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Great job jploch and kongondo!  Ya'll can really put together modules quickly.  Looks like that could also be used as "Freeform layout builder" component/section that can be added to a normal page table like I show above?

jploch, I wasn't clear on how the user gets to see the grid editor in your example video?  Do they click on a button to enter into the grid editor or does it take over the normal page editor somehow?  I also like the mobile preview buttons at the top?  Maybe ProDrafts preview mode can add those?  I think CraftCms just added that feature as well?

984324665_ScreenShot2021-01-26at09_22_59.jpg.84915bf907238c3f5eef8bae5f2be7eb.jpg

6 hours ago, bernhard said:

I think the best solution would be to have the page editor work only on the frontend. Then editors have the final layout instantly visible on the right half of the screen and when they click on a block, they can edit that block in a sidebar on the left.

I expected it would work like the ProDrafts preview mode's sidebar?  I just don't want the preview area modifying the site's markup.  Like adding plus icons everywhere or drag and drop.  That is what the Godaddy.com editor does.  I'm not a fan of that.  Sometimes those *features* can cause CSS conflicts and cause the preview to mess up.
See below for example of the buttons that appear on hover:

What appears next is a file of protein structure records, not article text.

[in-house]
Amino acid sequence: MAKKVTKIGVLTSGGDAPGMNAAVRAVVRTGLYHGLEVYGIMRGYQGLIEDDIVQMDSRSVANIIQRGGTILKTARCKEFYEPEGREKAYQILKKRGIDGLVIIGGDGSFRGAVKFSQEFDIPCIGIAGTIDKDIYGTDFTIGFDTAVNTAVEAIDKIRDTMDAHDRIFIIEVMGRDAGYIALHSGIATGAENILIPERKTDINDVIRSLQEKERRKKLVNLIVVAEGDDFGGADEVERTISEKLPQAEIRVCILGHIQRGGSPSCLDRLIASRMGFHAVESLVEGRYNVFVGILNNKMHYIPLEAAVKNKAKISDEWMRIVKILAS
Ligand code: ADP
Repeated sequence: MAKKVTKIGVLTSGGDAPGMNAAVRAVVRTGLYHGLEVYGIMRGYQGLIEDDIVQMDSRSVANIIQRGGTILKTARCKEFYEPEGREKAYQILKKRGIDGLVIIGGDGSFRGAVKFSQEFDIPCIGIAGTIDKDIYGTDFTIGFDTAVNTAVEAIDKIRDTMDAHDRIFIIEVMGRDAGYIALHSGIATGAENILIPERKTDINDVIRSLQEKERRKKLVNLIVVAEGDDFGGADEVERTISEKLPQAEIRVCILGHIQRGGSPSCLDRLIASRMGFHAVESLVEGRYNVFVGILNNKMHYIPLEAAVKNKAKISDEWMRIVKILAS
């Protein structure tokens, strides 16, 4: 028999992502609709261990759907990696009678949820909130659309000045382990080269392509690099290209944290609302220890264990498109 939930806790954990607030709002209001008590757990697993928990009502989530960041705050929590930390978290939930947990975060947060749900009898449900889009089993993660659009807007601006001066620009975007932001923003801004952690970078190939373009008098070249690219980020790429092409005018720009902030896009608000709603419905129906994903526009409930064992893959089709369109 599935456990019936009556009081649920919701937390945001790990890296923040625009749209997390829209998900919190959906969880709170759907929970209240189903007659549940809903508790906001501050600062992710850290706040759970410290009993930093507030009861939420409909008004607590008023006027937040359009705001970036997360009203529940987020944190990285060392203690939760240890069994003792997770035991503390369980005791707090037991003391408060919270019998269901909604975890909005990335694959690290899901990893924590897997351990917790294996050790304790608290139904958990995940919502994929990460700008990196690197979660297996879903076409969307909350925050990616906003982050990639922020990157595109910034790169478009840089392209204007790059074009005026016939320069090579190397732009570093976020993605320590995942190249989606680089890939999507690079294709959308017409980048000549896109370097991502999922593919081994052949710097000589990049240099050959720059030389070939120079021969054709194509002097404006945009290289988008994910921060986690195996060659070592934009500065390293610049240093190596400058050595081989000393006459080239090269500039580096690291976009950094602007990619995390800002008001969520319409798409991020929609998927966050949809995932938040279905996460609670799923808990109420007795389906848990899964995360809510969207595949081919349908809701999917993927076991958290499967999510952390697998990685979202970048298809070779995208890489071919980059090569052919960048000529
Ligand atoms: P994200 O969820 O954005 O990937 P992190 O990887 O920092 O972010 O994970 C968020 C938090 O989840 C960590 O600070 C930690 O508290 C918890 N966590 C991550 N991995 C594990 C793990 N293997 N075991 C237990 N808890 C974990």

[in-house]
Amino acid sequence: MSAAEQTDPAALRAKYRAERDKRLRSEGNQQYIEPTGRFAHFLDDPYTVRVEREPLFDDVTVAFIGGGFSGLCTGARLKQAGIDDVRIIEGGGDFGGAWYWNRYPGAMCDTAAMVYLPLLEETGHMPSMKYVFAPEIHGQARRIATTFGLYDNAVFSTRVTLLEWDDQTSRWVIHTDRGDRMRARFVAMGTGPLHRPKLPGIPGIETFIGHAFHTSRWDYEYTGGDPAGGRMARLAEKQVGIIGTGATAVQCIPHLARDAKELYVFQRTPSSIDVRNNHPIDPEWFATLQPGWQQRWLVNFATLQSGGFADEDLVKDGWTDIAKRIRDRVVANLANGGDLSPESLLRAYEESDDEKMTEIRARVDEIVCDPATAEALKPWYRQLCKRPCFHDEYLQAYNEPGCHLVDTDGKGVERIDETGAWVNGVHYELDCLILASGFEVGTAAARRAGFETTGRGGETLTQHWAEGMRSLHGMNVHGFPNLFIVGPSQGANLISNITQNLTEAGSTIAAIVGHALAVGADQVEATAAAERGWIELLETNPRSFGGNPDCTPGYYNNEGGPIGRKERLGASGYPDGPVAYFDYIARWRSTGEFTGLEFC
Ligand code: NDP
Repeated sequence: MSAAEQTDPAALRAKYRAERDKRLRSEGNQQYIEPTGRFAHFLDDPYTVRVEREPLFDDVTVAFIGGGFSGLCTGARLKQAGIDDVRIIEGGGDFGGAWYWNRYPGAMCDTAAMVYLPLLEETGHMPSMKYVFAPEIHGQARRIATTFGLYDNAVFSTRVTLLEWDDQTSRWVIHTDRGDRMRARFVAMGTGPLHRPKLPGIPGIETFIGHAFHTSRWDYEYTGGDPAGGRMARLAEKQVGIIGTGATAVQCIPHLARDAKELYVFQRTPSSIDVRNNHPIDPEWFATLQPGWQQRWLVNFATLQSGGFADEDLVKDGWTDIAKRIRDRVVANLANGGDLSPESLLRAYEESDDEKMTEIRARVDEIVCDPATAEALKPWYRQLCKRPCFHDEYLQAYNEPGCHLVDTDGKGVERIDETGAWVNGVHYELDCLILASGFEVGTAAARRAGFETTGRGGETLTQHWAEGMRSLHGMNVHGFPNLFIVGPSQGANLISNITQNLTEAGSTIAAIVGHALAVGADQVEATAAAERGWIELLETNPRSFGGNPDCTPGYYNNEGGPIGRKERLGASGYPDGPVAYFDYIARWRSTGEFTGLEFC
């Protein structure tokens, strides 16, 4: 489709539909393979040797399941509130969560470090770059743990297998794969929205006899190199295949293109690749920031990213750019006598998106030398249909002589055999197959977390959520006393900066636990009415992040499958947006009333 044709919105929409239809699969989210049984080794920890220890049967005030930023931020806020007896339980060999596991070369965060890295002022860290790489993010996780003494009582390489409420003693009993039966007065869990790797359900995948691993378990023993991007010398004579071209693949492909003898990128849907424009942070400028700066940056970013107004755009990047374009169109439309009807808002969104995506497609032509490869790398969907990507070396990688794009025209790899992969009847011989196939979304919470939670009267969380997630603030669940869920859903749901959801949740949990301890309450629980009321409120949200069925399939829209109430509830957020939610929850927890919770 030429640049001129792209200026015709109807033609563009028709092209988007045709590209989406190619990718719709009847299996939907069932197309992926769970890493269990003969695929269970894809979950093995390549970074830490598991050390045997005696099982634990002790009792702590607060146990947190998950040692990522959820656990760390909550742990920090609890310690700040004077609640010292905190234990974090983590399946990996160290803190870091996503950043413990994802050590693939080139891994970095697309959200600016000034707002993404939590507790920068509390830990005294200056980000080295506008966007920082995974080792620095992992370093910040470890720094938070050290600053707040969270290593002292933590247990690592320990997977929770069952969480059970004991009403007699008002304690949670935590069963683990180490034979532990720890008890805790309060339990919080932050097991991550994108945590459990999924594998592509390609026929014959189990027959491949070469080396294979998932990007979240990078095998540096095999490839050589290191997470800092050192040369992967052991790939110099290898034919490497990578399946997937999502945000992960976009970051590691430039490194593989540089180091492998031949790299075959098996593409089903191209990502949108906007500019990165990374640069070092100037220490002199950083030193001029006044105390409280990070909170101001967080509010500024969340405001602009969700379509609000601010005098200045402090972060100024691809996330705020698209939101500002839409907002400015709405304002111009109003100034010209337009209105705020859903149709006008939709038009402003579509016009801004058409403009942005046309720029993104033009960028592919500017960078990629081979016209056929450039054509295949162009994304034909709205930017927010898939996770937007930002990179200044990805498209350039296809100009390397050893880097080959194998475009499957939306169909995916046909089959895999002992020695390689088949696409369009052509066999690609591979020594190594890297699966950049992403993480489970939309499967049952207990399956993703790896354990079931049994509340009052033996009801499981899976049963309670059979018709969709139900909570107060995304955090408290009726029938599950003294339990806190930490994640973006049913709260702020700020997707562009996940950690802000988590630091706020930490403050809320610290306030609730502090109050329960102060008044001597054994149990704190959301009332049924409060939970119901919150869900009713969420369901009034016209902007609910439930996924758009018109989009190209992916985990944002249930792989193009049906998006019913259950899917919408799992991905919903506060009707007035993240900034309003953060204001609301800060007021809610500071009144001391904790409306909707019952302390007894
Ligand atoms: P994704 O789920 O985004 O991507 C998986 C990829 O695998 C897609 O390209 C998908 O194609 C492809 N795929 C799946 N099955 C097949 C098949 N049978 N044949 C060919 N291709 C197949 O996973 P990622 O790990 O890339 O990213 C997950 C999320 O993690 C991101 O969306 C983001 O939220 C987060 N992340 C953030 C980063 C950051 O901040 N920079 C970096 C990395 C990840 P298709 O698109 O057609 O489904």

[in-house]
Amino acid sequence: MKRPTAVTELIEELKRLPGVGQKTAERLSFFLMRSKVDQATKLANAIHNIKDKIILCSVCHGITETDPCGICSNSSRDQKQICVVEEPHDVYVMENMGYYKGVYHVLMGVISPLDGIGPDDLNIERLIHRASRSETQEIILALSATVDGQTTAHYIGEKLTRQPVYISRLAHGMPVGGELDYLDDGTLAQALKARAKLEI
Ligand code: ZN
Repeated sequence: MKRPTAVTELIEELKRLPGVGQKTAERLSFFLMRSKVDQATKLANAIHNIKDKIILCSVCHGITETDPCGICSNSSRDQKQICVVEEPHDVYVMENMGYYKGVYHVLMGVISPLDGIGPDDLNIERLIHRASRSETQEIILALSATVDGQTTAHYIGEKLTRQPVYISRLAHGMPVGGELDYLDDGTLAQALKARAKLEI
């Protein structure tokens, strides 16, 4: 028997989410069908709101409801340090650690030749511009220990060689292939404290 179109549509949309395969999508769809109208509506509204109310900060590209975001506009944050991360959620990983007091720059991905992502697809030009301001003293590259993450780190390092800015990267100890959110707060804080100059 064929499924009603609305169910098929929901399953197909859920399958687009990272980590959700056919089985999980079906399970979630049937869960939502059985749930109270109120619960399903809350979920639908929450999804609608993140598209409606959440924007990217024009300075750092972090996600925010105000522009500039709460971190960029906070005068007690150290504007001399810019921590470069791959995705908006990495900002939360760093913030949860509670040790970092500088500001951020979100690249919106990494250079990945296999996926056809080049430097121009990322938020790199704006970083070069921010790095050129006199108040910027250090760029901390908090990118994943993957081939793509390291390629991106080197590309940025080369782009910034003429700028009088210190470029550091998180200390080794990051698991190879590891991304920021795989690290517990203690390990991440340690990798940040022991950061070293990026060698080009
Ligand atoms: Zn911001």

883367910_ScreenShot2021-01-26at09_10_33.thumb.jpg.41b687fc3e22f5fb6421322adc0588f9.jpg

I like how the ProDrafts preview mode doesn't add those *features* to the preview area.

On another note...people here were also talking about Editorjs.io and storing content in json in the database.

I ran across a spec for that from https://www.sanity.io/ it's called Portable Text https://github.com/portabletext/portabletext and they talk about it more here.

I guess you can run into problems when creating headless sites that store rich text as HTML in the database?  They use JSON instead to remove all the styling and so on.

I'm not sure how widely it is used, but I thought I would mention it in case anyone hasn't heard about it.  I'm also not sure if it is compatible with Editorjs.io?

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19 hours ago, gmclelland said:

ploch, I wasn't clear on how the user gets to see the grid editor in your example video?  Do they click on a button to enter into the grid editor or does it take over the normal page editor somehow?